OTTAWA (Reuters) — Canada's labour market likely came back to earth in January after gravity-defying job gains in the final months of 2012, with analysts predicting almost no new hiring in the month and a rise in the unemployment rate.
The average forecast in a Reuters poll of market players was for 5,000 net new jobs in January compared with 31,200 in December. Statistics Canada considers that a flat reading and well within the margin of error for its household survey.
Analysts see the unemployment rate ticking up to 7.2 per cent from 7.1 per cent.
The soft patch would follow surprisingly strong job gains in three of the four prior months, which have puzzled economists because of other signs of a slowing economy.
"The Canadian economy may be reaching a point where these lofty job numbers might downshift into something more moderate, and even the possibility of outright decline is a risk," said Jonathan Basile, director of economics at Credit Suisse in New York.
Canada's economy has long recovered from the 2008-09 recession but growth and inflation have been softer than anticipated, leading the central bank to delay its plans to raise interest rates.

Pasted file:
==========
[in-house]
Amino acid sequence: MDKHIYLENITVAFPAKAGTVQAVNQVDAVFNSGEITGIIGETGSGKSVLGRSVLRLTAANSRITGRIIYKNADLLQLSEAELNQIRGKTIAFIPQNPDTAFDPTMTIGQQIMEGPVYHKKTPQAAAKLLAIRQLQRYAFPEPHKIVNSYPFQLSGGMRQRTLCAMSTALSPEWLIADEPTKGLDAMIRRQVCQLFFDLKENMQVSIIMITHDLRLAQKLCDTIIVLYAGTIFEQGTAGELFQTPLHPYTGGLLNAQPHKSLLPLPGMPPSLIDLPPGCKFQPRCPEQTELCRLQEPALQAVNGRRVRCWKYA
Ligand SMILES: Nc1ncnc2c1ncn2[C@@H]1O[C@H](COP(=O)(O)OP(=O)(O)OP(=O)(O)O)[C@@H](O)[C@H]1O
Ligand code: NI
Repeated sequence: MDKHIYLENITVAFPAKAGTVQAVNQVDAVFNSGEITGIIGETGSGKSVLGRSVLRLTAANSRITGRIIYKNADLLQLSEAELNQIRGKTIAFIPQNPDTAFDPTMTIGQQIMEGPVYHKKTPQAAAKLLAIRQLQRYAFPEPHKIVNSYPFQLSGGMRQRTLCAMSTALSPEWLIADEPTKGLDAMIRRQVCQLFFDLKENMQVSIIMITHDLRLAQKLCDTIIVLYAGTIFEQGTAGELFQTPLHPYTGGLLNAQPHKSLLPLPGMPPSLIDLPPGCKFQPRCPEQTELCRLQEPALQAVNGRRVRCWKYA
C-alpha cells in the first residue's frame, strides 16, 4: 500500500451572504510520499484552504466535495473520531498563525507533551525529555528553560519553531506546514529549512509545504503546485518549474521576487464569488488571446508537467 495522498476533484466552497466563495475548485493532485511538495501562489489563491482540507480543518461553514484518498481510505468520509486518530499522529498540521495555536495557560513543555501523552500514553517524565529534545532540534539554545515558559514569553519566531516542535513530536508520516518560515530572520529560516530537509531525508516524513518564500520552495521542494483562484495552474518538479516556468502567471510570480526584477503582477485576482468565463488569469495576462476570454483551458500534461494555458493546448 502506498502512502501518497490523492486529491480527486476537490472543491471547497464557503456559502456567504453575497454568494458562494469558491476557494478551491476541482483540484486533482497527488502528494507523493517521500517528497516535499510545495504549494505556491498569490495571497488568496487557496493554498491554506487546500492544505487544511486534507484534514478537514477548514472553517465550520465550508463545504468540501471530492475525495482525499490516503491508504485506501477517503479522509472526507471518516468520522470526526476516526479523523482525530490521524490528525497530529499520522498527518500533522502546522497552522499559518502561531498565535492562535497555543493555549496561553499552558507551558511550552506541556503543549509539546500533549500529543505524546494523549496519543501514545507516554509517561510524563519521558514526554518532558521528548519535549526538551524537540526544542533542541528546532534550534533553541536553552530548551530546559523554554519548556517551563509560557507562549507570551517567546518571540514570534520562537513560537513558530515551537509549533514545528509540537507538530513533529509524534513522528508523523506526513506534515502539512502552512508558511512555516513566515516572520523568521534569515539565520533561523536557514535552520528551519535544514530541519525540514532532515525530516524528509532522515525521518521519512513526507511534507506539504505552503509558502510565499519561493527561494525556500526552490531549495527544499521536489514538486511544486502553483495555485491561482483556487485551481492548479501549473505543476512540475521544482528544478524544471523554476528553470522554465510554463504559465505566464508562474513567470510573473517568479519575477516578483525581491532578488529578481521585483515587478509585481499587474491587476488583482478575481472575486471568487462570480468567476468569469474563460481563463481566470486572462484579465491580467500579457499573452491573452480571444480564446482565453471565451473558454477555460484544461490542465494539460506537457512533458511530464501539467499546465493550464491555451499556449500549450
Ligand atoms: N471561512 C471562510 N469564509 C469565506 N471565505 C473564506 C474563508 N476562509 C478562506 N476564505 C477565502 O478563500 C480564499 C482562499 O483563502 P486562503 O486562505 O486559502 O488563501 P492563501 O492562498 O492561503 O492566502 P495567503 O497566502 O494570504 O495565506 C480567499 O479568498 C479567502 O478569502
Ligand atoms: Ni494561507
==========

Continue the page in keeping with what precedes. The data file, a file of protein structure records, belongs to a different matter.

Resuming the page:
Employment, which tends to lag other indicators, will start to reflect that lacklustre performance at the start of 2013, economists say.
"We expect some kind of payback in January. A decline is likely in part-time work as temporary holiday hiring came to an end," said Arlene Kish, economist at IHS Global Insight.
If the forecast is accurate, the average monthly jobs growth would be 30,800 in the Nov-Jan period, down from 33,100 in the fourth quarter.
One big clue of a possible employment downturn was the sharp decline in the employment index of the Ivey Purchasing Managers Index in December.
Also, considerably fewer companies reported labour shortages in the fourth quarter than in the third, according to the Bank of Canada's latest business survey.
The cooling housing market also points to fewer construction jobs, while employers may also be reluctant to hire amid slowing profit growth.